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Life & Philosophy Productivity & Work

Take Time To Make Time

I keep Evernote sheets for my daily work and personal tasks. Some people update their to-do’s daily, but I update them throughout the day since tasks accumulate and priorities shift. I only remember things I take the time to write down.

Naturally, with perpetually updated lists there’s always something to do! But every once in a while though I’ll ignore my to-do lists entirely. This typically happens in peak busy periods when everything appears to be a priority, and I’m just reacting instead of planning.  I also ignore my lists when I’m simply burnt out.  Those are the moments I just archive all my records and start from scratch.

“We like lists because we don’t want to die.” Umberto Eco

List making is a means for survival.  They fuel productivity which validates our existence.  But lists are only as important as the purpose they serve:  to get to work.

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Shoulda coulda woulda

MTV could’ve been Youtube.

Moleskine could’ve been Evernote or Paper FiftyThree.

iMessages could’ve have been Snapchat if Apple had just built a social network around it.

But it turns out that taking an existing business model online is easier said than done. Only a few people like Ev Williams have mastered the art of digitizing human needs.

When you’re so focused on incrementalism in the present, you become blind to innovation for the future.

Opportunities are there awaiting initiative. The longer you wait the less likely you’re to do it. That goes for companies and for individuals. Replace the arrogance of coulda with done.

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Evernote Market

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The Catch

The Internet unleashed an explosion of creativity, DIY, and interconnectedness.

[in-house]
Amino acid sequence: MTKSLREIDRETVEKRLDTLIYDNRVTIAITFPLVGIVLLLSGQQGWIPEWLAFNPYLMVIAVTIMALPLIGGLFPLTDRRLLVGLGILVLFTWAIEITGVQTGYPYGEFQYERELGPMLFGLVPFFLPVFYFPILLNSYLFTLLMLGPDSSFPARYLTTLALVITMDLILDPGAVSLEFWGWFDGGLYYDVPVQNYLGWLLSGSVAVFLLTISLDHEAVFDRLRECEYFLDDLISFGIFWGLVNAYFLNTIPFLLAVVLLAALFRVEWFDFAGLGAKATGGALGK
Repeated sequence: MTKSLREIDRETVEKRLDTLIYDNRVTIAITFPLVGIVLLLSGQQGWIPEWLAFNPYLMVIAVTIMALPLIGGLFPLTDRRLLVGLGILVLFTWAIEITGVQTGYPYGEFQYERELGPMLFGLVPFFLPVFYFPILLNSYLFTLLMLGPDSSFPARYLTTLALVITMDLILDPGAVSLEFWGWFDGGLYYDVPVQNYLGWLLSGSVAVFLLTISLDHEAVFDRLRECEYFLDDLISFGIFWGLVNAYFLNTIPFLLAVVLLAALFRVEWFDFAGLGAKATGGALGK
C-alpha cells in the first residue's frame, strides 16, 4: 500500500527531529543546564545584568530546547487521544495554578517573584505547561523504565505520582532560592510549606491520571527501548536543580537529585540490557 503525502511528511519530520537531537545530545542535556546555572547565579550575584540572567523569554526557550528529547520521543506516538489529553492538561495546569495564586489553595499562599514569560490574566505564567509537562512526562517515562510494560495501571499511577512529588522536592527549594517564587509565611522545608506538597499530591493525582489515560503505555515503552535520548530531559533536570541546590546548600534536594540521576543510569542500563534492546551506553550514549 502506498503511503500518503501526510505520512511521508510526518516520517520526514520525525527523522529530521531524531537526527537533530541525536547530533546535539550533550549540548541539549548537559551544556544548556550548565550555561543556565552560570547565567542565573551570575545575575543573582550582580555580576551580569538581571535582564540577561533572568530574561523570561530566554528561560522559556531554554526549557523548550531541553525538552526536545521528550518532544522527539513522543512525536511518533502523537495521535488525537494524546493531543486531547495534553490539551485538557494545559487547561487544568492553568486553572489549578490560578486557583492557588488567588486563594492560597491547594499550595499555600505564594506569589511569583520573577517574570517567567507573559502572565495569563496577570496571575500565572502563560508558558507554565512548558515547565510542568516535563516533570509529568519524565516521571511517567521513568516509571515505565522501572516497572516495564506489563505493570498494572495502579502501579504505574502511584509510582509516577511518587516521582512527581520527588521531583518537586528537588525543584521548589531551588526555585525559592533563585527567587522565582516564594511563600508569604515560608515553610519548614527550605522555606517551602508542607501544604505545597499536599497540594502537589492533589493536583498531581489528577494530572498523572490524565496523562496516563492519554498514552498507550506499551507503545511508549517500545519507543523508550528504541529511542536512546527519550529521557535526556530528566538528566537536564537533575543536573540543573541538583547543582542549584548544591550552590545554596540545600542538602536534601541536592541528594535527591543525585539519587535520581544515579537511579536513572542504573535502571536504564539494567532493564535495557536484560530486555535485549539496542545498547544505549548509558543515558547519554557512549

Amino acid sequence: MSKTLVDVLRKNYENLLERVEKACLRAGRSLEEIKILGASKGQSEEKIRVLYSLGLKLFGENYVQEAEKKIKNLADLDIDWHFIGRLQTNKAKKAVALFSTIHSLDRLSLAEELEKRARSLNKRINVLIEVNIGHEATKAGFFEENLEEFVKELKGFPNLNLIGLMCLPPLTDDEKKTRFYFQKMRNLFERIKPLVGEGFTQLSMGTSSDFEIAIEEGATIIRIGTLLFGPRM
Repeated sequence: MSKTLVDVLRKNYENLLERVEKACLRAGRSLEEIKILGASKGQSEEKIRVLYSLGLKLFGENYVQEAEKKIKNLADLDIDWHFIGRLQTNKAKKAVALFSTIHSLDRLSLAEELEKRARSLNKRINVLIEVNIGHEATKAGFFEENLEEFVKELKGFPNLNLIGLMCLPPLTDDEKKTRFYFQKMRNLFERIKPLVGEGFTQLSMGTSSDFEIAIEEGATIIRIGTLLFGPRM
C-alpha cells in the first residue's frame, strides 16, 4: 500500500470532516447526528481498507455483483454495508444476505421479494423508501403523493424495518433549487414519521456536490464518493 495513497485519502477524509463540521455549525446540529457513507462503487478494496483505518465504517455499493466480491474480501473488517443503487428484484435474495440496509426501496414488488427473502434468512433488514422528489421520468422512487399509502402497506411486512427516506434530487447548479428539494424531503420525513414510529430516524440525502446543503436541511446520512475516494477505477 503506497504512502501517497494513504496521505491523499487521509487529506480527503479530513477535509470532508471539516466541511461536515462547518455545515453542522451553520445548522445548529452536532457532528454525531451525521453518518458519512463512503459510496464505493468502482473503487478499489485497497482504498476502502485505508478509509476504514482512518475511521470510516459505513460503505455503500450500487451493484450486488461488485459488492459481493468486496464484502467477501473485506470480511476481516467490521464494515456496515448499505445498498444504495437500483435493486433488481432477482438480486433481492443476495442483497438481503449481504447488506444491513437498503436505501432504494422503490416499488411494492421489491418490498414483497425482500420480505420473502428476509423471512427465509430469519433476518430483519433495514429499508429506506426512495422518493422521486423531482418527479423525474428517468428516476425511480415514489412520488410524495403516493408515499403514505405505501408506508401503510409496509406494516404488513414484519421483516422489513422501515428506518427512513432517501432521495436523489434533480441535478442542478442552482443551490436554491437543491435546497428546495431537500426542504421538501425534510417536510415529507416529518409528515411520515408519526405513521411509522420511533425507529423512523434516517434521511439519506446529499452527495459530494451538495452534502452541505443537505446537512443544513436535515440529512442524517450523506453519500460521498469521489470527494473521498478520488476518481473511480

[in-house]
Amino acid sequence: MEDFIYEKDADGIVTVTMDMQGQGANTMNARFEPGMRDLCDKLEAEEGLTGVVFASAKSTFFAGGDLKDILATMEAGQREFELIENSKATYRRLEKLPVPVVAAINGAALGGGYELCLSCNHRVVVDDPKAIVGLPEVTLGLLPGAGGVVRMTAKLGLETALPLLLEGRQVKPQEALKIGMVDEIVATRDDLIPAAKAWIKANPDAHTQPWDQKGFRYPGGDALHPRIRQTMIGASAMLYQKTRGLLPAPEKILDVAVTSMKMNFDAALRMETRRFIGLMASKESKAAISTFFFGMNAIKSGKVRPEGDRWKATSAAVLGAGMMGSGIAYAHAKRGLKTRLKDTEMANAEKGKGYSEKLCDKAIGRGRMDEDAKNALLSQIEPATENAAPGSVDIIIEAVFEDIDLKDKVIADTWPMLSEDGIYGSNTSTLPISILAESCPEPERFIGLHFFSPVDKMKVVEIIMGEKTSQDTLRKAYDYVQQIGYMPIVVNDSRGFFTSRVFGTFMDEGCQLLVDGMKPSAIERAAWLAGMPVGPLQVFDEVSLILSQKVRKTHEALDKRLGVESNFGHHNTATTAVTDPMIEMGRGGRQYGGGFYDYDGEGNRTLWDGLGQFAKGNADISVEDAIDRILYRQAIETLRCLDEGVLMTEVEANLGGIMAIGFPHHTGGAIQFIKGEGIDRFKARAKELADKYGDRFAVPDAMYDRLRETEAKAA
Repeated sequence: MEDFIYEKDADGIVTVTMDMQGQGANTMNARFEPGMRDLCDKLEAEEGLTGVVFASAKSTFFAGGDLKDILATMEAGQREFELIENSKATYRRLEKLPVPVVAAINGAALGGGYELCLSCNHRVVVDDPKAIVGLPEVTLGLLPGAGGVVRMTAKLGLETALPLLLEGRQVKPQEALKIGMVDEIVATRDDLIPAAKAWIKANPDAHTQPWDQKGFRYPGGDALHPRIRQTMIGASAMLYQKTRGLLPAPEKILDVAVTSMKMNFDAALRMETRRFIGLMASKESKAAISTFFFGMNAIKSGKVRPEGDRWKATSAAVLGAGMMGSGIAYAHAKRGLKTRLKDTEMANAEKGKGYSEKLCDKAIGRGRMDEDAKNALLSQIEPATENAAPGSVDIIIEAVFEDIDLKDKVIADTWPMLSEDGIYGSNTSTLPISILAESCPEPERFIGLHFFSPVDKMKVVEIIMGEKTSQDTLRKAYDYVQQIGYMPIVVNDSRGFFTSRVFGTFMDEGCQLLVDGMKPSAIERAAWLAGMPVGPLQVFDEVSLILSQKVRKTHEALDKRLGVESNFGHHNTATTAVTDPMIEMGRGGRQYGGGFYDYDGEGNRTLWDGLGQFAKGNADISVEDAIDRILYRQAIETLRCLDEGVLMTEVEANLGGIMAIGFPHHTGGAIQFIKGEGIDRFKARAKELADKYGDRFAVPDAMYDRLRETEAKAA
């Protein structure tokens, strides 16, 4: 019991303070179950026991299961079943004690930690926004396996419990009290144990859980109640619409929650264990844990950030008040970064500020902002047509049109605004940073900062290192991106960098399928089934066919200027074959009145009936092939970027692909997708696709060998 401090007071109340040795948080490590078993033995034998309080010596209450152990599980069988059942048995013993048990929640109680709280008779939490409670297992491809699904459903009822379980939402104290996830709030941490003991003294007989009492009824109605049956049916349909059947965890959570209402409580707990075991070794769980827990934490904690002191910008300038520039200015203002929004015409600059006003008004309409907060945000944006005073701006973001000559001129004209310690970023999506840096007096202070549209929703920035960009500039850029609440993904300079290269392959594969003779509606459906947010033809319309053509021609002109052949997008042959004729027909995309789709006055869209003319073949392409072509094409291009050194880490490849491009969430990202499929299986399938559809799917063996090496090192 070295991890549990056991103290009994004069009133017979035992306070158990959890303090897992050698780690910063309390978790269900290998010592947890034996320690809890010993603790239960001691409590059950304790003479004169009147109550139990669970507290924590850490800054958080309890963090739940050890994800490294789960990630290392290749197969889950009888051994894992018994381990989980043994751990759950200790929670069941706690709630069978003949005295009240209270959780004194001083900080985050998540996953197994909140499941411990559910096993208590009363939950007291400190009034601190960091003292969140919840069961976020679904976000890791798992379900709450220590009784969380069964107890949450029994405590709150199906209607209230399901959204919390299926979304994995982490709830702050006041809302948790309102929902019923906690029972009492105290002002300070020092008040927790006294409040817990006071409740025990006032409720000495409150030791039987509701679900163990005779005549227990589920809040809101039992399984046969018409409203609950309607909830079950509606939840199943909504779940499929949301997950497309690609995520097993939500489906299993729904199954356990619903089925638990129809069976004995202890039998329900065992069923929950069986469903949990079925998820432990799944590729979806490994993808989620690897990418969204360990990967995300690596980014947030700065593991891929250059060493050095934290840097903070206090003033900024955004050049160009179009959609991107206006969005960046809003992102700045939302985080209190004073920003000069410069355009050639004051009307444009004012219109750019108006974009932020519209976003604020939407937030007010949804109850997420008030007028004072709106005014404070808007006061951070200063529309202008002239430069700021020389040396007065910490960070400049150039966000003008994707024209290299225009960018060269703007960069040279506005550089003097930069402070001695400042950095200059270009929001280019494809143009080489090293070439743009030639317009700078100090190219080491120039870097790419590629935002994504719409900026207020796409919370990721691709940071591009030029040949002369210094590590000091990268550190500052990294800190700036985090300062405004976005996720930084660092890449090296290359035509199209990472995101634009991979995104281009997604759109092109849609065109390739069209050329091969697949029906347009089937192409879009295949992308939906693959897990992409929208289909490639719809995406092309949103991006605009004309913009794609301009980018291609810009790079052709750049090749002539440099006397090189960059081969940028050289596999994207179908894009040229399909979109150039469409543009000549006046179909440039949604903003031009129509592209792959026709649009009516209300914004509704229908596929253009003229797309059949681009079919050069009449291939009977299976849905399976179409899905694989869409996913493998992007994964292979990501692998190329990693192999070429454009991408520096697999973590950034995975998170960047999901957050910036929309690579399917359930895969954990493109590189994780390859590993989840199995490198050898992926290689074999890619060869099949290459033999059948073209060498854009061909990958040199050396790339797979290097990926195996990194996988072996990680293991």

Below is a list of some things you can do today without too much effort.

  • Remembering life’s key moments (Day One)
  • Taking a photo a day (Camera+)
  • Connecting with like-minded people (Twitter, Tumblr)
  • Customizing your news (Flipboard)
  • Monitoring your health (Fitbit)
  • Getting rewards for customer loyalty (Starbucks)
  • Publishing a book, a record, or other pice of art (Amazon Author)
  • Dumping and storing ideas (Evernote)

There’s an app for doing everything, all the time. Data is exploding but attention and productivity are imploding. We’re moving fast without going back and reviewing what we’ve actually done.

We need to make sense of what we produce, revisit and connect the dots. The devil is in the details.

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Dear Diary…

Diaries are no longer private. Tumblr, Twitter, and Facebook posts have trained people into sharing thoughts, opinions, and personal images publicly.

People keep their diaries online.

It took a few years for people to get comfortable with digital sharing. Facebook became popular because it walled your content from the rest of the world. But then Twitter came along and trained everyone to become a mini-celebrity. All of a sudden people had a voice, a microphone, in less than 140 characters.

Now people can’t stop sharing. They want people to like, comment, share, retweet, favorite, repin, heart, and reblog their content. They share more when no one responds and they’re incentivized to share more when they do get a response.

The smartphone and Internect connectivity make capturing content just as easy as sharing it. You can snap a photo and publish it in three clicks/touches. You can just as easily keep this information private.